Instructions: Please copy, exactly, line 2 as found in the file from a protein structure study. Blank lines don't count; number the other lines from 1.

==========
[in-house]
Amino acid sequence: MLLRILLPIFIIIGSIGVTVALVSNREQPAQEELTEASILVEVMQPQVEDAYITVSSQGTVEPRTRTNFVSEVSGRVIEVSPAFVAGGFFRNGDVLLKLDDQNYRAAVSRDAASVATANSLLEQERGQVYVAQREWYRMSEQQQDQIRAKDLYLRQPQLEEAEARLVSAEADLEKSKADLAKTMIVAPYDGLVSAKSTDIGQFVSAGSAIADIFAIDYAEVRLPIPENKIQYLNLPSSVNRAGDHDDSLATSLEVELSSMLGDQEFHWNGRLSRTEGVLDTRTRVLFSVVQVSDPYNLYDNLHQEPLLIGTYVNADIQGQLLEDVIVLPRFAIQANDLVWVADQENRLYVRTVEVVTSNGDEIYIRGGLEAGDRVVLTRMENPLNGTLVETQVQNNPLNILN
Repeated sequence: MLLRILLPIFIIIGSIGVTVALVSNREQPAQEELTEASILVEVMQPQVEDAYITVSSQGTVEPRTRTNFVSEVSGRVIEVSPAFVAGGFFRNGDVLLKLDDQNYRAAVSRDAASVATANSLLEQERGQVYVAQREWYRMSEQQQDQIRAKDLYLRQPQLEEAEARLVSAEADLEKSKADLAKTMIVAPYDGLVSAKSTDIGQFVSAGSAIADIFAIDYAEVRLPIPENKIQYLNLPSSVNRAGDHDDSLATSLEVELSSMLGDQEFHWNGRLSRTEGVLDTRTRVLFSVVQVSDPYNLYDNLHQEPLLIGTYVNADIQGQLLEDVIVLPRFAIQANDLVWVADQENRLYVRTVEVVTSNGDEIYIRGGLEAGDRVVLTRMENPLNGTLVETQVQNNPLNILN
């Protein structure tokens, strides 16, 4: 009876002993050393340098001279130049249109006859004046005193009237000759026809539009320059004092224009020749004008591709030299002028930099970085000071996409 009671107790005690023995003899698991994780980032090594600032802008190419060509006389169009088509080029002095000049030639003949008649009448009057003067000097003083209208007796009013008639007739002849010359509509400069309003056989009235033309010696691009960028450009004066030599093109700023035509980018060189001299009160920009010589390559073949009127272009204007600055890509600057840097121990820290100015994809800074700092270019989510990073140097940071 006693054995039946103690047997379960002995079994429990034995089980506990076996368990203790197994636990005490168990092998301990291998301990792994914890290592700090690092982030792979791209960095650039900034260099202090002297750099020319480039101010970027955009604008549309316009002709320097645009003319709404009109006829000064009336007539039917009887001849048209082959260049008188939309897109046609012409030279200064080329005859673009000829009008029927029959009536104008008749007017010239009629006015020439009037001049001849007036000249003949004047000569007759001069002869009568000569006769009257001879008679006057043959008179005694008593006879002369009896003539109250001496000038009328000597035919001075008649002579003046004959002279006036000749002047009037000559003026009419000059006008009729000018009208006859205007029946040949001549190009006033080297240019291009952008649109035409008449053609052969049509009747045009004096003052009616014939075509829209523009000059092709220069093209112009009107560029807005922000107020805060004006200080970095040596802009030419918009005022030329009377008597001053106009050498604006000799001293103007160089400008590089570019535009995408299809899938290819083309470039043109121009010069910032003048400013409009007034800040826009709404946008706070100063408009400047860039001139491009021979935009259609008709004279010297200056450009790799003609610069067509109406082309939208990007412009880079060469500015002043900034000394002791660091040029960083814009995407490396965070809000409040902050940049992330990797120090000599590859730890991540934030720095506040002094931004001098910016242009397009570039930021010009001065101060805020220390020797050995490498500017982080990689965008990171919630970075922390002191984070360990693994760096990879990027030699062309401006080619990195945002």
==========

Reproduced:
Amino acid sequence: MLLRILLPIFIIIGSIGVTVALVSNREQPAQEELTEASILVEVMQPQVEDAYITVSSQGTVEPRTRTNFVSEVSGRVIEVSPAFVAGGFFRNGDVLLKLDDQNYRAAVSRDAASVATANSLLEQERGQVYVAQREWYRMSEQQQDQIRAKDLYLRQPQLEEAEARLVSAEADLEKSKADLAKTMIVAPYDGLVSAKSTDIGQFVSAGSAIADIFAIDYAEVRLPIPENKIQYLNLPSSVNRAGDHDDSLATSLEVELSSMLGDQEFHWNGRLSRTEGVLDTRTRVLFSVVQVSDPYNLYDNLHQEPLLIGTYVNADIQGQLLEDVIVLPRFAIQANDLVWVADQENRLYVRTVEVVTSNGDEIYIRGGLEAGDRVVLTRMENPLNGTLVETQVQNNPLNILN